Saturday, 19 January 2019

Boeing Issues Safety Bulletin prior to Lion Air Crash

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  • A worker assists his colleague during the lift up of a damaged tyre from Indonesian forensic policemen stand beside a damaged tyre from the the Lion Air flight JT610 jet, at Tanjung Priok port in Jakarta, Indonesia, November 5, 2018.

    A worker assists his colleague during the lift up of a damaged tyre from Indonesian forensic policemen stand beside a damaged tyre from the the Lion Air flight JT610 jet, at Tanjung Priok port in Jakarta, Indonesia, November 5, 2018. "We are formulating, with NTSB and Boeing, detailed inspections regarding the airspeed indicator," he said, referring to the U.S. National Transportation Safety Board. It was not immediately clear whether the reported problem stemmed from a mechanical or maintenance issue, nor whether U.S. authorities would order any checks. REUTERS/Beawiharta

    TEMPO.CO, Jakarta - A safety bulletin was issued by Boeing in the wake of the Lion Air flight JT 610 crash last week, which reminds pilots how to handle erroneous data from a key sensor in the Boeing 737 MAX series.

    The U.S. Federal Aviation Administration (FAA) initial investigation found that one of the “angle of attack” sensors on Lion Air’s brand-new Boeing 737 MAX jet had provided erroneous data.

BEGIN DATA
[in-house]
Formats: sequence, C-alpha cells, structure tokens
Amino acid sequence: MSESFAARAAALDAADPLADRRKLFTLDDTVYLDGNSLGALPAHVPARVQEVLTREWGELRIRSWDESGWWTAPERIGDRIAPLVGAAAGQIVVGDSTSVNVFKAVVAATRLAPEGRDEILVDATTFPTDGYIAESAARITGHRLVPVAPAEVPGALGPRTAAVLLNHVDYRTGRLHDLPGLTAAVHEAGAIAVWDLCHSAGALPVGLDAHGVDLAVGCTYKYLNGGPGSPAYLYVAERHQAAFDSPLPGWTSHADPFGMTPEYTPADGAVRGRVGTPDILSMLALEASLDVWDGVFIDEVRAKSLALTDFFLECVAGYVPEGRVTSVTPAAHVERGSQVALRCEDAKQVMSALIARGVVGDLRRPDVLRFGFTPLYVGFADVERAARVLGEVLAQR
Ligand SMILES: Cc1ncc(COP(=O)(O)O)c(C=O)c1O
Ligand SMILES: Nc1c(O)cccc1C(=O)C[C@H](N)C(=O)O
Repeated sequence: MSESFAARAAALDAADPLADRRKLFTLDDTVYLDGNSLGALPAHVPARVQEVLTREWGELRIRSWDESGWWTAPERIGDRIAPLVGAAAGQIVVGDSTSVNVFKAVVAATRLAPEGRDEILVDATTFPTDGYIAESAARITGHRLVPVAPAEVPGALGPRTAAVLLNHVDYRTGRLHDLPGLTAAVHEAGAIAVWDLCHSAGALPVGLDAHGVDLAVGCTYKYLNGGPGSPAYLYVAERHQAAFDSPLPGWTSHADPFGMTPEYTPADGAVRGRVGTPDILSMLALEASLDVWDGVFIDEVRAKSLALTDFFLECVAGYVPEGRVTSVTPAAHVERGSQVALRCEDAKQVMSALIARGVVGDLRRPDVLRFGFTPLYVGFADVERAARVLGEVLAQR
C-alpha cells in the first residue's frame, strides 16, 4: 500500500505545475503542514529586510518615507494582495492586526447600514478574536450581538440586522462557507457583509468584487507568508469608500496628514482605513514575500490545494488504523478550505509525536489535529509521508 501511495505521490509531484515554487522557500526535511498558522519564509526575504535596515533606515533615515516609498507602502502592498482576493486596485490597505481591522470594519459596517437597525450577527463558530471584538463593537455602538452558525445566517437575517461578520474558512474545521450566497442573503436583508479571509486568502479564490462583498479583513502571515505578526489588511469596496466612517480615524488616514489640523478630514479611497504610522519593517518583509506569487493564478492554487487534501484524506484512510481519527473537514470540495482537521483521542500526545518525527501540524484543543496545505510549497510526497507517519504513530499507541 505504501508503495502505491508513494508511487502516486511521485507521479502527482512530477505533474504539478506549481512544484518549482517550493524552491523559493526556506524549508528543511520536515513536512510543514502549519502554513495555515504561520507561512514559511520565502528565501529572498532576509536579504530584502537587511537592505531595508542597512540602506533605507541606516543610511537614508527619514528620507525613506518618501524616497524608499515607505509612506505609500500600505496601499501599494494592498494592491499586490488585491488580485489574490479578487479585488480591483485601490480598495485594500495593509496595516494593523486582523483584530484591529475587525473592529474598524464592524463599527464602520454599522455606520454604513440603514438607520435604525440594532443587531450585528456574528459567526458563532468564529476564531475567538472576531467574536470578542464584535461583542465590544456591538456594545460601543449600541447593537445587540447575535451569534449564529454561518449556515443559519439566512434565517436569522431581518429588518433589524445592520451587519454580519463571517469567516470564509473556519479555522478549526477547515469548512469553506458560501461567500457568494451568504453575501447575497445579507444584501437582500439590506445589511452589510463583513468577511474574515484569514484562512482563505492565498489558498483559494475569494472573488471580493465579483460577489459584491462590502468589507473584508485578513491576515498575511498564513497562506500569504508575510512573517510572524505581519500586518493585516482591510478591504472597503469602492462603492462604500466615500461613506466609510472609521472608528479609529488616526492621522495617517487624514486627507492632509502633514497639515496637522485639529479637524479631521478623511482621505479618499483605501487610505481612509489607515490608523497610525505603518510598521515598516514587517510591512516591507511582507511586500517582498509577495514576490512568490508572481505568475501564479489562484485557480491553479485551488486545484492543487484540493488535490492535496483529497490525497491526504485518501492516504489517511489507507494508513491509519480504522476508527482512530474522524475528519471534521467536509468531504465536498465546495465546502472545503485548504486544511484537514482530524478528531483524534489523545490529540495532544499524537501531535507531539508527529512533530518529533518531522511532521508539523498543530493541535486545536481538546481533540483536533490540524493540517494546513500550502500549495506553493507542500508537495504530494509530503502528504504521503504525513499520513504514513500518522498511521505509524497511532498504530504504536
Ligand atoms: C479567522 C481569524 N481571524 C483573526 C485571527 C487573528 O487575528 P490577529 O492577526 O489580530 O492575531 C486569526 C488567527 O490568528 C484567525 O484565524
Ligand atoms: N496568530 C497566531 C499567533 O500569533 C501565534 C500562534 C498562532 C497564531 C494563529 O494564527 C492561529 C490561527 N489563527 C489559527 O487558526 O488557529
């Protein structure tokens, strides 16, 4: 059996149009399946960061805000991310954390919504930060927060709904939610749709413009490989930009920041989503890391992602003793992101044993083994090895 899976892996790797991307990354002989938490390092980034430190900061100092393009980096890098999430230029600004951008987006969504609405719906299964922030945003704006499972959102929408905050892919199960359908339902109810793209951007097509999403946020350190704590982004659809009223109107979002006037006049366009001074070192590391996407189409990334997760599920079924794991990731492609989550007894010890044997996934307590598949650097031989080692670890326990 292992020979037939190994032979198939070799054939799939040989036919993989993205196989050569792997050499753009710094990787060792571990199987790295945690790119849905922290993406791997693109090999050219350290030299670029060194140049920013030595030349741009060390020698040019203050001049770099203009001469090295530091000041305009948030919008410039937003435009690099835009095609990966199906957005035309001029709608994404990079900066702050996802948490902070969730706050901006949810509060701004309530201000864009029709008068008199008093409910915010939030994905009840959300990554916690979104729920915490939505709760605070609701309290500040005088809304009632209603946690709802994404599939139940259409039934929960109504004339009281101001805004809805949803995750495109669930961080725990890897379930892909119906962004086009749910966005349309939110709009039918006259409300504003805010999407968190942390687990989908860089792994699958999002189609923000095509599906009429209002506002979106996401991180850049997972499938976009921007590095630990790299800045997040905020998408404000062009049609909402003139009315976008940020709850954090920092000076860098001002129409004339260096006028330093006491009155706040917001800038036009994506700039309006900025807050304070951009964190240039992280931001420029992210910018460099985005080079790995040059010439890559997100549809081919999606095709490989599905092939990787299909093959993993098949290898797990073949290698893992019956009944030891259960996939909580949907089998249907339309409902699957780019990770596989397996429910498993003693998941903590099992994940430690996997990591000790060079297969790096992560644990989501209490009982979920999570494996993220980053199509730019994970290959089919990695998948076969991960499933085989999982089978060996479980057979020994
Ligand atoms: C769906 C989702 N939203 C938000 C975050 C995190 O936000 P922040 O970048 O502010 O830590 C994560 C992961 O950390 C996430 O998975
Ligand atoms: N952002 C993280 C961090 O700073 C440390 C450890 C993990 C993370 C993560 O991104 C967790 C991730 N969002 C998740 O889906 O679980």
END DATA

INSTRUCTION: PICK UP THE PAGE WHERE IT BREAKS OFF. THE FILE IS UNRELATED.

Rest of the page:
According to Boeing.com, Angle of Attack (AOA) is an aerodynamic parameter that is key to understanding the limits of airplane performance. The rising interest in AOA in commercial aviation was driven by recent accidents and incidents that resulted in new flight crew training programs.

    On Boeing models currently in production, AOA is used to drive stall warning (stick shaker), stall margin information on airspeed indicators, and the pitch limit indicator (PLI) on the primary attitude displays. AOA information is combined with other data and displayed as an integral part of flight deck displays.

    A procedure exists for pilots to comply with if the data from the sensor is damaged or lost, however, it is not clear the time available for the ill-fated Lion Aircrew to respond to such immediate situation in a relatively low altitude of 5,000 feet (1,524 meters).

    The National Transportation Safety Committee (KNKT) reported that the budget airline’s technician in Bali changed the plane’s AOA sensor one day prior to the accident when the Lion Air JT 610 experienced flight indicator issues in a flight from Bali to Jakarta.

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